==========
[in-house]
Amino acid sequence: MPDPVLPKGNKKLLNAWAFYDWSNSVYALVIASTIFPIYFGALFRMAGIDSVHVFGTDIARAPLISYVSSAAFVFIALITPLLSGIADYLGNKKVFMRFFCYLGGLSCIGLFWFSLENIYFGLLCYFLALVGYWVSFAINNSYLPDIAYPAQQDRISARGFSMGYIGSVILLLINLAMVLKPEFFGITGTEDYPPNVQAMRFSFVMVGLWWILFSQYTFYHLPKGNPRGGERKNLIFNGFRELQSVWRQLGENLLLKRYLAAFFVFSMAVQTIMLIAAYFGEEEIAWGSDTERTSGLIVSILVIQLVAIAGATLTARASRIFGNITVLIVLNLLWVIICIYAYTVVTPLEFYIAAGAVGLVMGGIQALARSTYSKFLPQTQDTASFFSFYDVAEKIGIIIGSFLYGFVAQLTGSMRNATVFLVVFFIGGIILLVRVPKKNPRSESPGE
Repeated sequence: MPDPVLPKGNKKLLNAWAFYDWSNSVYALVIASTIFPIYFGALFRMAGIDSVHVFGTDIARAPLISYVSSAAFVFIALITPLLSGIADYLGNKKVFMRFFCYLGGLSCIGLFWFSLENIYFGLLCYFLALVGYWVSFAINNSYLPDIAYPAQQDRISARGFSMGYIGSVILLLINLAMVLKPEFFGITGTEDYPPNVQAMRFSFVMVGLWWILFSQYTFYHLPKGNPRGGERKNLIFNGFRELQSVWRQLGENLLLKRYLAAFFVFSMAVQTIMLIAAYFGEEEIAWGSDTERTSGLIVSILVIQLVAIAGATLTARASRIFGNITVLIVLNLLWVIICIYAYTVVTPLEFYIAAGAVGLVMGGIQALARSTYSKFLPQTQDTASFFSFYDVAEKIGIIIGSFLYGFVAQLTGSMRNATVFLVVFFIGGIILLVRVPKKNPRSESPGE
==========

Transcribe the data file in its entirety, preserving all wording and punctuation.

[in-house]
Amino acid sequence: MPDPVLPKGNKKLLNAWAFYDWSNSVYALVIASTIFPIYFGALFRMAGIDSVHVFGTDIARAPLISYVSSAAFVFIALITPLLSGIADYLGNKKVFMRFFCYLGGLSCIGLFWFSLENIYFGLLCYFLALVGYWVSFAINNSYLPDIAYPAQQDRISARGFSMGYIGSVILLLINLAMVLKPEFFGITGTEDYPPNVQAMRFSFVMVGLWWILFSQYTFYHLPKGNPRGGERKNLIFNGFRELQSVWRQLGENLLLKRYLAAFFVFSMAVQTIMLIAAYFGEEEIAWGSDTERTSGLIVSILVIQLVAIAGATLTARASRIFGNITVLIVLNLLWVIICIYAYTVVTPLEFYIAAGAVGLVMGGIQALARSTYSKFLPQTQDTASFFSFYDVAEKIGIIIGSFLYGFVAQLTGSMRNATVFLVVFFIGGIILLVRVPKKNPRSESPGE
Repeated sequence: MPDPVLPKGNKKLLNAWAFYDWSNSVYALVIASTIFPIYFGALFRMAGIDSVHVFGTDIARAPLISYVSSAAFVFIALITPLLSGIADYLGNKKVFMRFFCYLGGLSCIGLFWFSLENIYFGLLCYFLALVGYWVSFAINNSYLPDIAYPAQQDRISARGFSMGYIGSVILLLINLAMVLKPEFFGITGTEDYPPNVQAMRFSFVMVGLWWILFSQYTFYHLPKGNPRGGERKNLIFNGFRELQSVWRQLGENLLLKRYLAAFFVFSMAVQTIMLIAAYFGEEEIAWGSDTERTSGLIVSILVIQLVAIAGATLTARASRIFGNITVLIVLNLLWVIICIYAYTVVTPLEFYIAAGAVGLVMGGIQALARSTYSKFLPQTQDTASFFSFYDVAEKIGIIIGSFLYGFVAQLTGSMRNATVFLVVFFIGGIILLVRVPKKNPRSESPGE